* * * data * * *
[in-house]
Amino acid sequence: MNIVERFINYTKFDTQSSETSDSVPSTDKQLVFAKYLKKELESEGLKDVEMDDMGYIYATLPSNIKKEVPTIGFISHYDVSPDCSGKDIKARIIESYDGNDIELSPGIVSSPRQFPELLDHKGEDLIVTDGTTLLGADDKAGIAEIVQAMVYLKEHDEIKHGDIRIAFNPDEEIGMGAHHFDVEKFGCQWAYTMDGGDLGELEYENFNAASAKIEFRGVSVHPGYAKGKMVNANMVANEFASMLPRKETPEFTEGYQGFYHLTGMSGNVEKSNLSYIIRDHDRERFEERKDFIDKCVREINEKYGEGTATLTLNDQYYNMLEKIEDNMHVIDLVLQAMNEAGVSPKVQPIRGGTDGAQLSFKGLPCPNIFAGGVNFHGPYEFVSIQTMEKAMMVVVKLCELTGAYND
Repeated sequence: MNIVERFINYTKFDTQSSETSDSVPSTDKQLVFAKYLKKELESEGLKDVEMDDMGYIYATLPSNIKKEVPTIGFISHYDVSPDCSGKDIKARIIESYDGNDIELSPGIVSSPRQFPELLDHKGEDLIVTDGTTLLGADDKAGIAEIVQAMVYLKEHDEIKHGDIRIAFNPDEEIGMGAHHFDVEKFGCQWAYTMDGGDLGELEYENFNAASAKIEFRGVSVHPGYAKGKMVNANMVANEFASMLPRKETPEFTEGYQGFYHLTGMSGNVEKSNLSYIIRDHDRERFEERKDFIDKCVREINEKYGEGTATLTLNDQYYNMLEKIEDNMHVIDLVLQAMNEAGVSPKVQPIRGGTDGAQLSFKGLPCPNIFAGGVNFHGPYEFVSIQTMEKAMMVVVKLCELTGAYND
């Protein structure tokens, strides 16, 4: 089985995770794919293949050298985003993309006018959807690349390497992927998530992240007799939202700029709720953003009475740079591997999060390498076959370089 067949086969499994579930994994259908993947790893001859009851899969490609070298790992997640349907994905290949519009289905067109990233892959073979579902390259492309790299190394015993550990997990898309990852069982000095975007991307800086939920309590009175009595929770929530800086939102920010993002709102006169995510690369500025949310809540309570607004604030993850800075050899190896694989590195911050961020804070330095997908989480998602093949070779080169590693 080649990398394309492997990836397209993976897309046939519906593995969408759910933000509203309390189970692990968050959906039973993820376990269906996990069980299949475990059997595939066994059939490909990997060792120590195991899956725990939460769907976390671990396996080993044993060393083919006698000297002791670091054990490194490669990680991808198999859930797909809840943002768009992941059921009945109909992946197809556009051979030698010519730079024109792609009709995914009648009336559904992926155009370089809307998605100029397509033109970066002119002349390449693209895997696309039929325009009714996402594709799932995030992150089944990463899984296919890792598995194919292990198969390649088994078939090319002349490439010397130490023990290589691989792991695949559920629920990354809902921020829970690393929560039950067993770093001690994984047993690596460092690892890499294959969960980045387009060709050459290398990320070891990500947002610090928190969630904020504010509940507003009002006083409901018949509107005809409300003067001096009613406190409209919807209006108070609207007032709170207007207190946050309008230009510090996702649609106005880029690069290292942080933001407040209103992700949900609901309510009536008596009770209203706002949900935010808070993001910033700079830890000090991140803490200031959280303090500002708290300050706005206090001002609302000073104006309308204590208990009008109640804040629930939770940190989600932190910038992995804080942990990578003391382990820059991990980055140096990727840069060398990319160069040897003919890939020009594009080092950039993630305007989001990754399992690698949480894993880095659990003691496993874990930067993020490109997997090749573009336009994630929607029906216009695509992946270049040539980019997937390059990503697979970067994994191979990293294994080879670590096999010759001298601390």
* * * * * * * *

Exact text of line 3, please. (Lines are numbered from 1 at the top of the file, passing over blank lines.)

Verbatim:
Repeated sequence: MNIVERFINYTKFDTQSSETSDSVPSTDKQLVFAKYLKKELESEGLKDVEMDDMGYIYATLPSNIKKEVPTIGFISHYDVSPDCSGKDIKARIIESYDGNDIELSPGIVSSPRQFPELLDHKGEDLIVTDGTTLLGADDKAGIAEIVQAMVYLKEHDEIKHGDIRIAFNPDEEIGMGAHHFDVEKFGCQWAYTMDGGDLGELEYENFNAASAKIEFRGVSVHPGYAKGKMVNANMVANEFASMLPRKETPEFTEGYQGFYHLTGMSGNVEKSNLSYIIRDHDRERFEERKDFIDKCVREINEKYGEGTATLTLNDQYYNMLEKIEDNMHVIDLVLQAMNEAGVSPKVQPIRGGTDGAQLSFKGLPCPNIFAGGVNFHGPYEFVSIQTMEKAMMVVVKLCELTGAYND